It is the profound love and appreciation for movies and their creators that truly inspired these collection of prints by Stellavie. The Hamburg based design studio is run by Steffen Heidemann and Viktoria Klein. This time, the duo partnered up with illustrator Julian Rentzsch. Pairing skillfully set typography and beautiful Hahnemühle William Turner cotton paper with Julian’s remarkable drawing and illustration skills, these prints combine analog graphic art with the digital fine art printing. “It’s movie time!” portrays some of the most brilliant minds and work from the history of film. We asked Stellavie and Julian Rentzsch in a Q&A about their project.
When did you discover your passion for illustration, graphic design and printing technology?
Often it is very small things that we develop into something bigger. Julian started painting graffiti when he was younger and then implemented some contract work with murals. During the subsequent graphic design studies quickly showed that illustration is the real focus of his work.
At an early age, Steffen came across a gadget with a dot matrix printer and label paper. Typography at this time was a very small “production process” – there was literally only a handful of different fonts to experiment with. So the first step was having a passion for design and developing.
Victoria has always dealt with a variety of versatile materials. For her, design must end up getting haptic and experienced in a direct way. Her interest in materials and their artistic talents led very quickly to the decision to work in design. We met eachother when studying graphic and communication design in Hamburg. For a long time, we had planned to produce something sucessful together.
Which of your projects / designs opened the door to the professional market?
Independently, we have all been professional mid-studying and got contracts in the field of graphic design and illustration for print. The real breakthrough came with sales of our own prints. This enabled us to produce our own designs in a quality that did justice to our claim of fine papers and high-quality printing techniques.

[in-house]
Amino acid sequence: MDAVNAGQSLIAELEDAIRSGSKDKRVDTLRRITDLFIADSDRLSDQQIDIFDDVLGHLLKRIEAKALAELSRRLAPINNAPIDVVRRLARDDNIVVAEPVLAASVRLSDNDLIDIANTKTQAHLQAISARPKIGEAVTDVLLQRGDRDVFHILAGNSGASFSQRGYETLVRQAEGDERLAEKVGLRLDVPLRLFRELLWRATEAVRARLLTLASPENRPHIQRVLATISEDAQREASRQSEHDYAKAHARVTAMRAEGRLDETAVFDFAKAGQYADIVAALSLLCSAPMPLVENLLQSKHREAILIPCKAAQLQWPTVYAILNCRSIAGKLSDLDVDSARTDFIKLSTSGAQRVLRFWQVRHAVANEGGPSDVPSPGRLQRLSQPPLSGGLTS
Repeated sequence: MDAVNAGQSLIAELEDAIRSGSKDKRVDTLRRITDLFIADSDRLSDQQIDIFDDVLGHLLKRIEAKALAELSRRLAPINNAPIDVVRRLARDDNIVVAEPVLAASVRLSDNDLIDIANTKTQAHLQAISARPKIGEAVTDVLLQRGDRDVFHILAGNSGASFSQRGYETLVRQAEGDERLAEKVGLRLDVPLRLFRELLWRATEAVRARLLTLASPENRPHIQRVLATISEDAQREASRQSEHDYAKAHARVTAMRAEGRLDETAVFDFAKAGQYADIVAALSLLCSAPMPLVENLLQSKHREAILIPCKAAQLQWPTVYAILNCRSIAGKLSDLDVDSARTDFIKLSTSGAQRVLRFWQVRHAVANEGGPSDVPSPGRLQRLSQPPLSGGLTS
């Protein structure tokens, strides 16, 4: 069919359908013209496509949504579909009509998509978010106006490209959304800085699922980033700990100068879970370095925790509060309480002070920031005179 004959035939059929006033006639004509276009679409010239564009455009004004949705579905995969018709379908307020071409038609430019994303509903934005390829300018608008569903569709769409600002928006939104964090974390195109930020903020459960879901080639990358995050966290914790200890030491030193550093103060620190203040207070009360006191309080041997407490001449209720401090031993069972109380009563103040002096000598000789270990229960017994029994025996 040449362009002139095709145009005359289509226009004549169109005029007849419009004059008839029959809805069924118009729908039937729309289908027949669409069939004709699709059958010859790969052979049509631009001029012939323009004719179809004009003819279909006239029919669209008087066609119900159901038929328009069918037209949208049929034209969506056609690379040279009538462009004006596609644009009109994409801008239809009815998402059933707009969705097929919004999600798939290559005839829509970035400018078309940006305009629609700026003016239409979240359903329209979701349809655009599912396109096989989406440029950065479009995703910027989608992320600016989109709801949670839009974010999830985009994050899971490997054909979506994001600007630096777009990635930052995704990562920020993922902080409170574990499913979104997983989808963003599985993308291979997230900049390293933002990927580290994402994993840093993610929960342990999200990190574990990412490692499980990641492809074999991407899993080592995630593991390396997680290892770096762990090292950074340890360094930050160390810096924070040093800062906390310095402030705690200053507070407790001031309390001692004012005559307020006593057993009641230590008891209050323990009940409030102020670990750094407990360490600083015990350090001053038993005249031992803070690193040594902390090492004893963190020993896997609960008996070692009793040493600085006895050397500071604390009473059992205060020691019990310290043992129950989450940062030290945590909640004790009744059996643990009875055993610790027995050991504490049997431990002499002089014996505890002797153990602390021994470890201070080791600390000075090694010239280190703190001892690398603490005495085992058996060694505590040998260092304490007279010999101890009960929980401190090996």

Do you have an idol or someone who has inspired you the most?
We try to have an open view on things. Inspiration can be found anywhere if you put your mind to it.
How would you describe your artistic style?
We like to combine analog and digital effects to match different techniques and ideas.
What is the most ambitious part of your work?
The most important aspect of our work is not to settle for a design too early, but to question ourselves again and again. Also, we take a step aside to look in a whole new perspective. When we do commission work, it is important to respond to the needs of the client. We scrutinize projects in detail as much as possible to not only achieve visual appearence but also clarity. In our own projects, it is essential to develop a clear expression of one’s own idea and the outcome we have in mind for the project.
How important is the printed presentation of your works of art and design?
No matter how steep our work style is from digital, it is paramount to us to make ideas and design tactile and “tangible”. Especially in print projects, it is essential to analyse the process of the designs again and again by printing drafts and evaluating them. Is the font well placed, can the details of the illustration be identified?
Which is your favorite paper from Hahnemühle and why?
Currently William Turner inkjet paper is our absolute favorite for art reproductions. We like the soft, subtle textured surface. It leaves a haptic impression with each encounter. Weighing 190 gsm, it is also perfect for our “Movie Director Portrait Prints” project. Here, we deal with the great directors of cinema, such as Hitchcock, Scorsese, Kubrick, Lynch and many more.
We have a lot of projects on the desk but for now we will be continuing with our “Movie Director Portrait Prints,” using the beautiful Hahnemühle William Turner paper!
The websites of Stellavie and Julian Rentzsch are linked and a making-of video for more.